Conciliation And Mediation
Conciliation, often known as mediation, is one of the most well-known means to
carry out the settlement of conflicts under the Industrial Dispute Act of 1947.
This method of dispute resolution is not exclusive to India; it is employed all
around the world. Conciliation is a technique in which a third party assists the
parties in a disagreement in carrying out their negotiations.
The two types of
machinery that can be utilised to execute conciliation functions are as follows:
- Through conciliation officers at the Department of Labor.
- The Conciliation Board is made up of multiple members, including a
chairman and two to four members who represent the employers and employees,
respectively. The government will nominate these members based on the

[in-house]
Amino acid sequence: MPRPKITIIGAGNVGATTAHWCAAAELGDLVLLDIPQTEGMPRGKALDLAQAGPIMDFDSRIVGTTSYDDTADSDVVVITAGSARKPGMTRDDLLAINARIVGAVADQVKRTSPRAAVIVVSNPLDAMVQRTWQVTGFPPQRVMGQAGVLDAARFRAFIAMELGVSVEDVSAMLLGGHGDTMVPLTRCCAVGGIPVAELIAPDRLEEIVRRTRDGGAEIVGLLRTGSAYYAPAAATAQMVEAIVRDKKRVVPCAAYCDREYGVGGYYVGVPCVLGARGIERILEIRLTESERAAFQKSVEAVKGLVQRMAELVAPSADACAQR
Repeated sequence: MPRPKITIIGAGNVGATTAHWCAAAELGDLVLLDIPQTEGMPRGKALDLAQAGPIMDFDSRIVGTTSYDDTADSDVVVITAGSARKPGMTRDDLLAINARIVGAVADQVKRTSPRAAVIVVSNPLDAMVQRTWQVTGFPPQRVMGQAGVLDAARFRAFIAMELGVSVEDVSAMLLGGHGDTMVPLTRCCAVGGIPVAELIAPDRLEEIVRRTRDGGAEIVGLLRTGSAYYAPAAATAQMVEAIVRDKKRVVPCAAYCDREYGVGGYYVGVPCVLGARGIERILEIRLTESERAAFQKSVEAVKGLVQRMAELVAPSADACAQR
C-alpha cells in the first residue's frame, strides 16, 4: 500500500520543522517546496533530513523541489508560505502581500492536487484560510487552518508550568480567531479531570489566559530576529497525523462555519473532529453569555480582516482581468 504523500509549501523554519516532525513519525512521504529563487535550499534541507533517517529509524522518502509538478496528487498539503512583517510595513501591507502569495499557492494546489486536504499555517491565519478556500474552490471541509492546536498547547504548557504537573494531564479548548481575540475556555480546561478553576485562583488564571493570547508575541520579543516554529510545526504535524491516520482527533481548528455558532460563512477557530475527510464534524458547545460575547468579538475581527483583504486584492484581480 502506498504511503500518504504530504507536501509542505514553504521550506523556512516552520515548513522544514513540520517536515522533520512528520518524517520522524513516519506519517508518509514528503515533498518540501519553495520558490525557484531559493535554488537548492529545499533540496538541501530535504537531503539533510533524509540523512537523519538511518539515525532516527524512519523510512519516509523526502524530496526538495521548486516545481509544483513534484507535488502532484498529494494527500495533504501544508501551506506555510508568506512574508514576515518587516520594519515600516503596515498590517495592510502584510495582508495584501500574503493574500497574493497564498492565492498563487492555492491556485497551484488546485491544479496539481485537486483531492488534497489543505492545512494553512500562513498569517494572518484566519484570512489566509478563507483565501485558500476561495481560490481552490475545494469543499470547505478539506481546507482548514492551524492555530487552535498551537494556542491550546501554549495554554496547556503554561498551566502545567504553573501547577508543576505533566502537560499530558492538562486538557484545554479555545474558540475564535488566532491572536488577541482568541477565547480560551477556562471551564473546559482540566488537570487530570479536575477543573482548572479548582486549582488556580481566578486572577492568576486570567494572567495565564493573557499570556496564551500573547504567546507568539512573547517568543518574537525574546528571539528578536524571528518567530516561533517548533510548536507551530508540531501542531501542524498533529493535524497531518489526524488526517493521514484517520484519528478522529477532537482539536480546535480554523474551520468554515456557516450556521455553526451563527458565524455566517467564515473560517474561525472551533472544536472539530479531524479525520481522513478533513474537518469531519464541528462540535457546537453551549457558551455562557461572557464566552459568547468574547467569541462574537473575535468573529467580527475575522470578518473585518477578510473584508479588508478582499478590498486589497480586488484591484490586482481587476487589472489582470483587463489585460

The purpose of a conciliation officer, according to Section 4 of the Industrial
Dispute Act of 1947, is to promote a friendly attitude within the industry that
will assist the parties in resolving their differences. This is an
administrative function rather than a judicial one.
A conciliation officer is responsible for holding procedures and conducting
unbiased investigations into the issue in order to assist the parties in
reaching an agreement. They are appointed to oversee the resolution of disputes
in a certain area, either temporarily or permanently. While Section 11 of the
Industrial Dispute Act of 1947 establishes the authority of a conciliation
officer, Sections 12 and 13 deal with the duties of a conciliation officer. the
After the government accepts that the report is flawed, it might refer the case
to the Board of Conciliation or any other adjudicating authority. If this is not
an option, the government will communicate directly with the parties engaged in
the dispute. According to the statistical analysis, the use of conciliation as a
dispute resolution process is really effective.
The parties do not reveal the
entire issue subject while participating in the conciliation process because
they believe that if the proceedings are ineffective in resolving the conflict,